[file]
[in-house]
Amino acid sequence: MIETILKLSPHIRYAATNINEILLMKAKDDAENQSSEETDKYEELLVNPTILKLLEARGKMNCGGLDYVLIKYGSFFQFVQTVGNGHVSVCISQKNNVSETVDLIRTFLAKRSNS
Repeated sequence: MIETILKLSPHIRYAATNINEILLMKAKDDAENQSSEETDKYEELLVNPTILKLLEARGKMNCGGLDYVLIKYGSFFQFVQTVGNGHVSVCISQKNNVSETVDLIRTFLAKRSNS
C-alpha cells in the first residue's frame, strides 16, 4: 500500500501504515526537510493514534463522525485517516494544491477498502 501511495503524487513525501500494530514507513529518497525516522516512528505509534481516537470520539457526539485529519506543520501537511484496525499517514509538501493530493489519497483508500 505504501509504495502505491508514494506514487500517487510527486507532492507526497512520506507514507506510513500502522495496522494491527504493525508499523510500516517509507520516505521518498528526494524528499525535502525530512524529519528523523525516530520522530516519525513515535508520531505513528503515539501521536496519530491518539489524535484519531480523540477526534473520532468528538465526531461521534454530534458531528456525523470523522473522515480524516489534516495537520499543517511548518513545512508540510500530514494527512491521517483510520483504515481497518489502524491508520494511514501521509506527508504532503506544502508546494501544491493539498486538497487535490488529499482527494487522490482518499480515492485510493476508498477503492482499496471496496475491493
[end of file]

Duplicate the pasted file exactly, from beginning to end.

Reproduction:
[in-house]
Amino acid sequence: MIETILKLSPHIRYAATNINEILLMKAKDDAENQSSEETDKYEELLVNPTILKLLEARGKMNCGGLDYVLIKYGSFFQFVQTVGNGHVSVCISQKNNVSETVDLIRTFLAKRSNS
Repeated sequence: MIETILKLSPHIRYAATNINEILLMKAKDDAENQSSEETDKYEELLVNPTILKLLEARGKMNCGGLDYVLIKYGSFFQFVQTVGNGHVSVCISQKNNVSETVDLIRTFLAKRSNS
C-alpha cells in the first residue's frame, strides 16, 4: 500500500501504515526537510493514534463522525485517516494544491477498502 501511495503524487513525501500494530514507513529518497525516522516512528505509534481516537470520539457526539485529519506543520501537511484496525499517514509538501493530493489519497483508500 505504501509504495502505491508514494506514487500517487510527486507532492507526497512520506507514507506510513500502522495496522494491527504493525508499523510500516517509507520516505521518498528526494524528499525535502525530512524529519528523523525516530520522530516519525513515535508520531505513528503515539501521536496519530491518539489524535484519531480523540477526534473520532468528538465526531461521534454530534458531528456525523470523522473522515480524516489534516495537520499543517511548518513545512508540510500530514494527512491521517483510520483504515481497518489502524491508520494511514501521509506527508504532503506544502508546494501544491493539498486538497487535490488529499482527494487522490482518499480515492485510493476508498477503492482499496471496496475491493